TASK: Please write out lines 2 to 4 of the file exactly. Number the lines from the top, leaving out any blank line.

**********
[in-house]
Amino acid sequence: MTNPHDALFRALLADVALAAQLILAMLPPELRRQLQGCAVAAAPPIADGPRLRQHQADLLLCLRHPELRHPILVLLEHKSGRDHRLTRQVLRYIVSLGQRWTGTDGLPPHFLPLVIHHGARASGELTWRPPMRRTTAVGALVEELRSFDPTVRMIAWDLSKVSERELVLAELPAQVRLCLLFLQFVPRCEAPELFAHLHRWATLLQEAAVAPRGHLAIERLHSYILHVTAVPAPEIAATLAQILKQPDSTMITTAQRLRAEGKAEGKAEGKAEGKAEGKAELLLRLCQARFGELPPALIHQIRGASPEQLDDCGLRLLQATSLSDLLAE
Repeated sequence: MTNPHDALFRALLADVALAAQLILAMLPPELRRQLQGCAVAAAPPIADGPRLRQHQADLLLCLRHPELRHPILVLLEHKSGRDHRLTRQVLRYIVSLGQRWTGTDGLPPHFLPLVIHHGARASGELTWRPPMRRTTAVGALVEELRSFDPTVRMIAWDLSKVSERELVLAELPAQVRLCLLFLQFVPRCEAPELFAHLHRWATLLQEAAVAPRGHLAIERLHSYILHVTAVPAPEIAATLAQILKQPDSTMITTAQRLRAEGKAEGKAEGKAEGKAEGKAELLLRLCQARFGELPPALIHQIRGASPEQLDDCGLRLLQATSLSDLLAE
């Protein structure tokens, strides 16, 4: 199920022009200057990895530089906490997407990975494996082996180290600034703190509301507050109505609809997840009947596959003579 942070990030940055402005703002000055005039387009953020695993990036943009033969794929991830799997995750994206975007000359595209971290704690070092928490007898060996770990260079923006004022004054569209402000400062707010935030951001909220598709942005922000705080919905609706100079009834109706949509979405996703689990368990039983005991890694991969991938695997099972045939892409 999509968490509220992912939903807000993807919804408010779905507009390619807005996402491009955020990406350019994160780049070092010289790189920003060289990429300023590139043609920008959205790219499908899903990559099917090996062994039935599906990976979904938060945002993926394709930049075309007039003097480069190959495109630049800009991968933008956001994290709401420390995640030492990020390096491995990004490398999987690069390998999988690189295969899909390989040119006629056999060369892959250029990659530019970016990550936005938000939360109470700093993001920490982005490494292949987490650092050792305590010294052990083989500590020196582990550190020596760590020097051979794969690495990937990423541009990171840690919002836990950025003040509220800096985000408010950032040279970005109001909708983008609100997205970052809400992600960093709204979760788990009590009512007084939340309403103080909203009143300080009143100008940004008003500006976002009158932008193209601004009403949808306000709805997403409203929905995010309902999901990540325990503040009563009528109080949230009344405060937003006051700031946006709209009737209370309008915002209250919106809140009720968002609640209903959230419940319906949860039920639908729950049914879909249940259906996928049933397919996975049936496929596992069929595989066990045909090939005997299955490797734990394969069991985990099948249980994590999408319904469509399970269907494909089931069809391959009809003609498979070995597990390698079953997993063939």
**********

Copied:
Amino acid sequence: MTNPHDALFRALLADVALAAQLILAMLPPELRRQLQGCAVAAAPPIADGPRLRQHQADLLLCLRHPELRHPILVLLEHKSGRDHRLTRQVLRYIVSLGQRWTGTDGLPPHFLPLVIHHGARASGELTWRPPMRRTTAVGALVEELRSFDPTVRMIAWDLSKVSERELVLAELPAQVRLCLLFLQFVPRCEAPELFAHLHRWATLLQEAAVAPRGHLAIERLHSYILHVTAVPAPEIAATLAQILKQPDSTMITTAQRLRAEGKAEGKAEGKAEGKAEGKAELLLRLCQARFGELPPALIHQIRGASPEQLDDCGLRLLQATSLSDLLAE
Repeated sequence: MTNPHDALFRALLADVALAAQLILAMLPPELRRQLQGCAVAAAPPIADGPRLRQHQADLLLCLRHPELRHPILVLLEHKSGRDHRLTRQVLRYIVSLGQRWTGTDGLPPHFLPLVIHHGARASGELTWRPPMRRTTAVGALVEELRSFDPTVRMIAWDLSKVSERELVLAELPAQVRLCLLFLQFVPRCEAPELFAHLHRWATLLQEAAVAPRGHLAIERLHSYILHVTAVPAPEIAATLAQILKQPDSTMITTAQRLRAEGKAEGKAEGKAEGKAEGKAELLLRLCQARFGELPPALIHQIRGASPEQLDDCGLRLLQATSLSDLLAE
């Protein structure tokens, strides 16, 4: 199920022009200057990895530089906490997407990975494996082996180290600034703190509301507050109505609809997840009947596959003579 942070990030940055402005703002000055005039387009953020695993990036943009033969794929991830799997995750994206975007000359595209971290704690070092928490007898060996770990260079923006004022004054569209402000400062707010935030951001909220598709942005922000705080919905609706100079009834109706949509979405996703689990368990039983005991890694991969991938695997099972045939892409 999509968490509220992912939903807000993807919804408010779905507009390619807005996402491009955020990406350019994160780049070092010289790189920003060289990429300023590139043609920008959205790219499908899903990559099917090996062994039935599906990976979904938060945002993926394709930049075309007039003097480069190959495109630049800009991968933008956001994290709401420390995640030492990020390096491995990004490398999987690069390998999988690189295969899909390989040119006629056999060369892959250029990659530019970016990550936005938000939360109470700093993001920490982005490494292949987490650092050792305590010294052990083989500590020196582990550190020596760590020097051979794969690495990937990423541009990171840690919002836990950025003040509220800096985000408010950032040279970005109001909708983008609100997205970052809400992600960093709204979760788990009590009512007084939340309403103080909203009143300080009143100008940004008003500006976002009158932008193209601004009403949808306000709805997403409203929905995010309902999901990540325990503040009563009528109080949230009344405060937003006051700031946006709209009737209370309008915002209250919106809140009720968002609640209903959230419940319906949860039920639908729950049914879909249940259906996928049933397919996975049936496929596992069929595989066990045909090939005997299955490797734990394969069991985990099948249980994590999408319904469509399970269907494909089931069809391959009809003609498979070995597990390698079953997993063939």